There are many different recipes out there for fire cider but they commonly include onions, garlic, some type of hot pepper, lemon, and ginger. Add all your ingredients to a jar and fill it with raw apple cider vinegar. Mix in honey to taste. The longer you let it sit the more potent it will be. Experiment with different ingredients until you find a blend you like.
Cold dry weather can lead to chapped lips. This easy to make lip balm is great to soften the effects of that biting air. Make up a larger batch and give them as gifts. Use a simple 3-2-1 ratio to make lip balm.
Melt 3 parts beeswax, 2 parts cacao butter, and 1 part coconut oil together in a double boiler. Mix to combine. Pour into tins or lip balm containers and let cool.
Dry winter air can suck all the moisture right out of our skin. This luscious body butter can be rubbed all over so your skin feels soft and supple. In a double boiler, melt together 2 parts cacao butter to 1 part coconut oil.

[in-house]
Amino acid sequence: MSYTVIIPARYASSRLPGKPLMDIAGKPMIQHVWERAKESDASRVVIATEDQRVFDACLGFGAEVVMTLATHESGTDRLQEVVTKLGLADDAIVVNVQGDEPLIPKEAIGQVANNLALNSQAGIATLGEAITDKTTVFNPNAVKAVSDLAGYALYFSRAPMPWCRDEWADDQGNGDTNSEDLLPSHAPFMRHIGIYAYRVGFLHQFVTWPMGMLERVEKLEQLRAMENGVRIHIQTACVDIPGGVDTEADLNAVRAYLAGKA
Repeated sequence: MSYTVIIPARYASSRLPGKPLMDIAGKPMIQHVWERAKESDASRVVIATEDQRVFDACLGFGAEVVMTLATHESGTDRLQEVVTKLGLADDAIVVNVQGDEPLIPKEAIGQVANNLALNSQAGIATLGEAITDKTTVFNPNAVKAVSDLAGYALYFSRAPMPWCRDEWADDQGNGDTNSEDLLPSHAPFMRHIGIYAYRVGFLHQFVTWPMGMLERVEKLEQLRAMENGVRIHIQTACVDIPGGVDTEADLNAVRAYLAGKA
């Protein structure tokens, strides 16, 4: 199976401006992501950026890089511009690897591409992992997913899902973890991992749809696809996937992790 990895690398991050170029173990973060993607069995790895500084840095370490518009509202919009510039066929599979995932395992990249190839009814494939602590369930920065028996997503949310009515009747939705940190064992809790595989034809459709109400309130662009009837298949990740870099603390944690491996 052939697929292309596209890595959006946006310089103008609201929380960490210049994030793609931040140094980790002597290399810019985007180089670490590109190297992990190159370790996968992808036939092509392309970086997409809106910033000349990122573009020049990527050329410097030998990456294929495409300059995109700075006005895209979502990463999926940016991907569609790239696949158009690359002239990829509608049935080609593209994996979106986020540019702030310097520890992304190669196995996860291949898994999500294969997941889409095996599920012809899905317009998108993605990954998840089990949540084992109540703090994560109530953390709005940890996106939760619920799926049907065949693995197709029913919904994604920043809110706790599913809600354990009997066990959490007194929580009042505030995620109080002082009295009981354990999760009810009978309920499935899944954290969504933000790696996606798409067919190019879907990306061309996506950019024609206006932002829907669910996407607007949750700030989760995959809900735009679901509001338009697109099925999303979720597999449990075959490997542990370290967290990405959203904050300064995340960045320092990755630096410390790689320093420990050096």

When the oils are combined, remove from heat and place it in the freezer. Leave it in the freezer for about twenty minutes, until it is hard but your finger will still dent it.
Now whip with an electric mixture until the butter has the consistency you like. If it feels too greasy continue to whip, the greasiness will dissipate. You can add a few drops of your favorite essential oil to the melted oils to personalize it.
Store the finished body butter in a mason jar. Make up a large batch and give them as gifts.
Coughs can leave our chests aching in winter. This healing salve made with eucalyptus essential oil can help open your lungs so that you can breathe easier. Rub it into your chest and on your back to help soothe your cough.
First, dilute your eucalyptus EO into a carrier oil. Use 5 drops of EO to a tablespoon of carrier oil such as coconut or sweet almond oil. To make a salve mix your infused carrier oil with a harder butter, like cacao or shea butter, and beeswax. Melt equal parts butter, beeswax, and oil together in a double boiler to combine. Pour the melted mixture into a glass jar and allow it to cool. Apply it directly to your chest to help open your lungs.